Posted on September 9, 2011 at 1:55 am


Imran Khan calls Katrina Kaif a workaholic

Urban Asian brings you an exclusive interview from Bollywood actor Imran Khan, who stars in the upcoming film ‘Mere Brother Ki Dulhan’ alongside Katrina Kaif and music sensation Ali Zafar. He gives us the low down on his great chemistry with his co-stars, his love for food, fear of scooters and much much more!

When you heard about the script for the first time, what was your reaction?

Imran: I think I was shooting for an ad or something and Adi called me and he said I have this script that I think you would like and very interested in. It’s a new director – a guy called Ali Abbas Zafar. I think this boy has a lot of promise and potential. He has written a great script and I would like you to meet him.

So I was like, sure I would love to. I met Ali like a day or two later, he came to my house and we sat down and he said, well Imran I have written this script and it’s called ’Mere Brother ki Dulhan’…and right there I was like…eeeww. Anyway he went on and he told me a basic outline. I don’t like to do narrations because I always tend to fall asleep. I like to read a script because that’s how I understand them. So he gave me a two/three-minute outline of the film. This is the story, and this is the shaadi, and they are in this house and this that. I was listening and I was like, dude, ‘Mere Brother Ki Dulhan’ and this shaadi stuff, it sounds terrible’. So I said ok, thanks man, great to meet you, I’ll read the script and I’ll call you – and I sent him off (chuckles).

I met my mom and Avantika that evening and they said, so how was it? I said, dude its terrible! What a horrible idea, ‘Mere Brother Ki Dulhan’ sounds terrible, I am not doing it. They said, acha really? And I said, yeah, yeah, no chance.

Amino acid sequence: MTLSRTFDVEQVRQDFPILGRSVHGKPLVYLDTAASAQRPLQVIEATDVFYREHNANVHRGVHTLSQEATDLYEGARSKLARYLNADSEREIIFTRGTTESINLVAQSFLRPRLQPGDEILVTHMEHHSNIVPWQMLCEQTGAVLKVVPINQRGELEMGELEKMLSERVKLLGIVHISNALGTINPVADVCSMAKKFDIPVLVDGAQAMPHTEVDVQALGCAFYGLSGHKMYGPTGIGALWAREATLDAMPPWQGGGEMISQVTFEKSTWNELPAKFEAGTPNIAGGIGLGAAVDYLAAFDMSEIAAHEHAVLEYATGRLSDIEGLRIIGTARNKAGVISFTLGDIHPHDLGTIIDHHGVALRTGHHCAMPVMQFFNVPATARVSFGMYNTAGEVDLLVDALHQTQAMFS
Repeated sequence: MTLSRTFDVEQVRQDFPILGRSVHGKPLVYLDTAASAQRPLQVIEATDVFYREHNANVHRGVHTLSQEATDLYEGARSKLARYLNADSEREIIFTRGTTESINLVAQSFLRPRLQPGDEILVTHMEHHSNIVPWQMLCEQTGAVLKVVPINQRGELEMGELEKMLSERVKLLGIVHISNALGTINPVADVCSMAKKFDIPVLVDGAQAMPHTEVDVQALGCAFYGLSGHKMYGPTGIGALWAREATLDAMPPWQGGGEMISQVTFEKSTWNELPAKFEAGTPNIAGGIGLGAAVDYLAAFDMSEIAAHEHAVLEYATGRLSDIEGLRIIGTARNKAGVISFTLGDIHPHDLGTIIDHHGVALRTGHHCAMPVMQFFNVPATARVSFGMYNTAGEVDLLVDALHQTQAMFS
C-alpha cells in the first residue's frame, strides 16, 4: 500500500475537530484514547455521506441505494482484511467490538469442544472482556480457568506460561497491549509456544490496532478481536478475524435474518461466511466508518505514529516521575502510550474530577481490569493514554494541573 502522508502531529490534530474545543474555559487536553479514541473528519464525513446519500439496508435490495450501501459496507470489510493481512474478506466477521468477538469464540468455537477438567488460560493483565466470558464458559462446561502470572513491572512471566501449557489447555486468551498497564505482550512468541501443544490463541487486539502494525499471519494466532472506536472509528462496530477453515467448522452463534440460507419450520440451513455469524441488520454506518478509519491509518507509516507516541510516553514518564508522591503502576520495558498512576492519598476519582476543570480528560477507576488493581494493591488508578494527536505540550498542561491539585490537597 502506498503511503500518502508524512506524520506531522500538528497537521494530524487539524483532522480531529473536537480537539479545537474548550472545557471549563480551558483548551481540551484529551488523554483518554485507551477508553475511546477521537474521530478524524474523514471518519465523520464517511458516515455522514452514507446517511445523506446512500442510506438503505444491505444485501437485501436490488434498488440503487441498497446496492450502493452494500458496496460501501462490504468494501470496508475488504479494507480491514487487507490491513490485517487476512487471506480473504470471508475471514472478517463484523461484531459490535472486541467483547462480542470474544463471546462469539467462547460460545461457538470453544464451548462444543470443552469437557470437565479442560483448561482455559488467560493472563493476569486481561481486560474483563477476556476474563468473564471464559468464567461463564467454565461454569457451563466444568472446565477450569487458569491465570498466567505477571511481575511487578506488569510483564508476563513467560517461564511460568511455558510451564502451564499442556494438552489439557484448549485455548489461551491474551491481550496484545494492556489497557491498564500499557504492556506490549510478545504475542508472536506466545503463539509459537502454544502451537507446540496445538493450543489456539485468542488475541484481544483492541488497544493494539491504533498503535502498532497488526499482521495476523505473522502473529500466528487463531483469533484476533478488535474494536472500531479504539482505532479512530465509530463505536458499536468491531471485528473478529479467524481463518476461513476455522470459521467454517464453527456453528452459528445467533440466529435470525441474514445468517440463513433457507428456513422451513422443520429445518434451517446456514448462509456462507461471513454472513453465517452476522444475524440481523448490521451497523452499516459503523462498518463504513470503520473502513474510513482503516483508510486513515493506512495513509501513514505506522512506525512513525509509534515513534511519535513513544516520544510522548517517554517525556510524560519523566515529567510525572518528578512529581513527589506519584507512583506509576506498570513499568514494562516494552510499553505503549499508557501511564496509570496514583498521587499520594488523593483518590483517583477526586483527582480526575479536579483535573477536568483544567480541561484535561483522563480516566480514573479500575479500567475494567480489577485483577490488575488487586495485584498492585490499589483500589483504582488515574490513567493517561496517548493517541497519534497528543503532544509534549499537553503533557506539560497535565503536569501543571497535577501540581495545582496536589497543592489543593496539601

I left the script with my mom that evening and she happened to read it. I still hadn’t read it. She called me the next morning and said, Imran, this script is hilarious, you have to read it. You have to do this film. So, I said, really, are you sure? And she said, yeah, yeah it’s damn funny, it’s the funniest thing I’ve read.

So I collected the script, went home, sat down and thought, chalo now, let me give this a chance. I started reading and literally 5-10 pages in I was laughing, 15-20 pages in, I was laughing even more and that sustained. It’s very rare for a film to be funny all the way through.

I called Ali that evening and I said, listen dude, I had some reservations but I love your script. I think it’s great and I am on board. And from then on it was incredible how quickly everything fell into place. I think literally a month after I read the script we were doing rehearsals, we were doing pre-production and after about 1.5-2 months after our first meeting, we were shooting.